Governments can stimulate these changes notably through regulations. However, governmental actions might represent a long and cumbersome process. One may also question the feasibility to see widespread and significant actions from policy makers, which might not be enough to meet the ambitious climate objectives. If strong climate change–related regulatory actions seems to be emerging, investors already face substantial financial risks to see their assets become stranded in the context of a transition to a low-carbon economy (Ansar, Caldecott, & Tilbury, 2013; Leaton, 2013). This already calls for new ways of integrating climate change–related financial risk for investors.

If immediate and effective action cannot be expected to come from policy makers, financial markets could step in and play a significant role in the transition to a low-carbon economy. Indeed, they have the ability to massively redirect capital toward players that positively contribute to a climate-resilient economy, be it through dedicated financial instruments or the allocation choices investors make. Many indicators show that there is already a strong interaction between financial markets and the issues around climate change. Voluntary initiatives have emerged from the financial sector, like the Montreal Pledge or the Portfolio Decarbonization Coalition. New institutions addressing the need for climate-related data have emerged like CDP (Carbon Disclosure Project) and divestment or divest/invest campaigns such as the Fossil Free Campaign lead by 350.org. Financial services providers are also starting to handle the question by designing so-called “low-carbon” or “carbon-efficient” financial products. The regulatory body is also acknowledging the potential role of the financial market. As an illustration, in May 2015, France passed a new law—the French legislation on climate reporting for investors1—requiring mandatory ESG and climate policy reporting to all asset owners on a “comply or explain” basis. Another example is the Financial Stability Board’s Climate Disclosure Taskforce founded by Michael Bloomberg, whose objective is to give recommendations on what and how information should be disclosed by companies to better inform investors, lenders, and insurers about climate-related financial risk (Task Force on Climate-Related Financial Disclosures, 2016).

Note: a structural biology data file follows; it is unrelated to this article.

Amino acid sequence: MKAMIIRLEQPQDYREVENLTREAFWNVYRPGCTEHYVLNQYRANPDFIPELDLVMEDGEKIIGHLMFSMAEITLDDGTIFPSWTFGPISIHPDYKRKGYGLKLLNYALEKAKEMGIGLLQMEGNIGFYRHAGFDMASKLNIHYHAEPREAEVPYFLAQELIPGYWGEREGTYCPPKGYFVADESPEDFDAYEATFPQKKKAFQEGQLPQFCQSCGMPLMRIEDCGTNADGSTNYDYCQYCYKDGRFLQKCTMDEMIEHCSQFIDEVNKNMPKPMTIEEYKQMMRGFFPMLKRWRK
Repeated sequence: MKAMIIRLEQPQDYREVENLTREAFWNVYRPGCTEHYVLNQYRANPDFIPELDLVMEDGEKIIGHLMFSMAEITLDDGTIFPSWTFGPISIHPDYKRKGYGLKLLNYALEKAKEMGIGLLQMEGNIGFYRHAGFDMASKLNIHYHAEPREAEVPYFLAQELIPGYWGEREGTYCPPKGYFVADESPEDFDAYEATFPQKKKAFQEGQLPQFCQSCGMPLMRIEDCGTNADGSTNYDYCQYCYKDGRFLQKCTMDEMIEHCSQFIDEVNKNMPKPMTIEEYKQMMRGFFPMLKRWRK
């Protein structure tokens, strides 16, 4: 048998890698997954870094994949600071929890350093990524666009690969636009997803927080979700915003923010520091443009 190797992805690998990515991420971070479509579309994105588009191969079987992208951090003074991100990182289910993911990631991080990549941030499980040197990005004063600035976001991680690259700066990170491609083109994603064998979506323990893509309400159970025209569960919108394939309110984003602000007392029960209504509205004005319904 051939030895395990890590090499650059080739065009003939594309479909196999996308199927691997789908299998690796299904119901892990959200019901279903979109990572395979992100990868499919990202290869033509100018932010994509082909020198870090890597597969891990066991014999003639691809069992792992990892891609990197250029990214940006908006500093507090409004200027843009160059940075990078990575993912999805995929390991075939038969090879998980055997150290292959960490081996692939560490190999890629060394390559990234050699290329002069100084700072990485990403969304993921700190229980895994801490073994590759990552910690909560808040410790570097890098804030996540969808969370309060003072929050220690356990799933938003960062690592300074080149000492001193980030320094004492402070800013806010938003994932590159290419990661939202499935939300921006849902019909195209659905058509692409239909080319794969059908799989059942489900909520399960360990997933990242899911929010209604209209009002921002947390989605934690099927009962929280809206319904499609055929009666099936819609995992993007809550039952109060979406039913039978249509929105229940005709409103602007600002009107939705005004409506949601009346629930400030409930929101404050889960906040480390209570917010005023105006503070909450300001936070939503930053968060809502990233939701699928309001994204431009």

With or without regulation, the financial markets will play a crucial role in the transition toward the low-carbon society of the future. In addition to disclosure and portfolio adjustment issues, the financial sector can drive all other sectors’ transitions by discriminating the access to funding in the banking, insurance, and capital markets as a function of firms’ sustainability performance. However, the lack of research in this area is prevalent and many questions remain to be explored. Given the urgency of the climate change problem, further contributions in this area are both timely and needed.

Despite many initiatives to assess the performance of corporates regarding climate change, it appears that it is still extremely difficult to assess the contribution of a financial portfolio or an investment strategy to the energy transition. The indicators available to measure the alignment of the financial sector with those needs are far from clear and harmonized. Some work has already been done on the potential roles the financial sector can play for sustainability (Busch, Bauer, & Orlitzky, 2015) and on the ability of a given investment strategy to “hedge against climate risk” based on lower scopes 1 and 2 carbon intensity (Andersson, Bolton, & Samama, 2014; Schoenmaker & van Tilburg, 2016). Also, there is very little research on the potential contribution of financing streams to climate change mitigation and the transition to a low-carbon economy.